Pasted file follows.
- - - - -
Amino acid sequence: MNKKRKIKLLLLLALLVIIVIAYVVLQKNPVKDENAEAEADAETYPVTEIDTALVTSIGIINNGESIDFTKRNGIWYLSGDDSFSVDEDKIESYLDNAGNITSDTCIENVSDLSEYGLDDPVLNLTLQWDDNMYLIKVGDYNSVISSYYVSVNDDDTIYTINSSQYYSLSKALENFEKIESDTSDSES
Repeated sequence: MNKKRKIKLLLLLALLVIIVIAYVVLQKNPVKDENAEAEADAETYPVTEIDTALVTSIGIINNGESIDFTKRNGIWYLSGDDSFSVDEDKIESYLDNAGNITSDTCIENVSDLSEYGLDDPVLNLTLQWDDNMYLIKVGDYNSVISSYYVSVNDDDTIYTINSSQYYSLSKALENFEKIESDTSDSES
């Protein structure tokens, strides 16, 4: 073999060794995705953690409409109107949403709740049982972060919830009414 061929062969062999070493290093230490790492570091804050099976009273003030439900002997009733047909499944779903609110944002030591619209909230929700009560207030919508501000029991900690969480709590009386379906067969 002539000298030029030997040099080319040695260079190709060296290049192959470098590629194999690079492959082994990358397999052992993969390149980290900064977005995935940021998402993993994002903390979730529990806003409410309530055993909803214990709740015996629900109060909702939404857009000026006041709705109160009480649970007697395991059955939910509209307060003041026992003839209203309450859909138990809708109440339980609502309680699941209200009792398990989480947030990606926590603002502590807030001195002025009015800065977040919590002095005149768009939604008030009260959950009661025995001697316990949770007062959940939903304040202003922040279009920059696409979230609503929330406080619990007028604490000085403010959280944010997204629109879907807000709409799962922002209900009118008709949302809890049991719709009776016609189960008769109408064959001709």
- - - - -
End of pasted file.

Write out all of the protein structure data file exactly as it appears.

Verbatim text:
Amino acid sequence: MNKKRKIKLLLLLALLVIIVIAYVVLQKNPVKDENAEAEADAETYPVTEIDTALVTSIGIINNGESIDFTKRNGIWYLSGDDSFSVDEDKIESYLDNAGNITSDTCIENVSDLSEYGLDDPVLNLTLQWDDNMYLIKVGDYNSVISSYYVSVNDDDTIYTINSSQYYSLSKALENFEKIESDTSDSES
Repeated sequence: MNKKRKIKLLLLLALLVIIVIAYVVLQKNPVKDENAEAEADAETYPVTEIDTALVTSIGIINNGESIDFTKRNGIWYLSGDDSFSVDEDKIESYLDNAGNITSDTCIENVSDLSEYGLDDPVLNLTLQWDDNMYLIKVGDYNSVISSYYVSVNDDDTIYTINSSQYYSLSKALENFEKIESDTSDSES
């Protein structure tokens, strides 16, 4: 073999060794995705953690409409109107949403709740049982972060919830009414 061929062969062999070493290093230490790492570091804050099976009273003030439900002997009733047909499944779903609110944002030591619209909230929700009560207030919508501000029991900690969480709590009386379906067969 002539000298030029030997040099080319040695260079190709060296290049192959470098590629194999690079492959082994990358397999052992993969390149980290900064977005995935940021998402993993994002903390979730529990806003409410309530055993909803214990709740015996629900109060909702939404857009000026006041709705109160009480649970007697395991059955939910509209307060003041026992003839209203309450859909138990809708109440339980609502309680699941209200009792398990989480947030990606926590603002502590807030001195002025009015800065977040919590002095005149768009939604008030009260959950009661025995001697316990949770007062959940939903304040202003922040279009920059696409979230609503929330406080619990007028604490000085403010959280944010997204629109879907807000709409799962922002209900009118008709949302809890049991719709009776016609189960008769109408064959001709």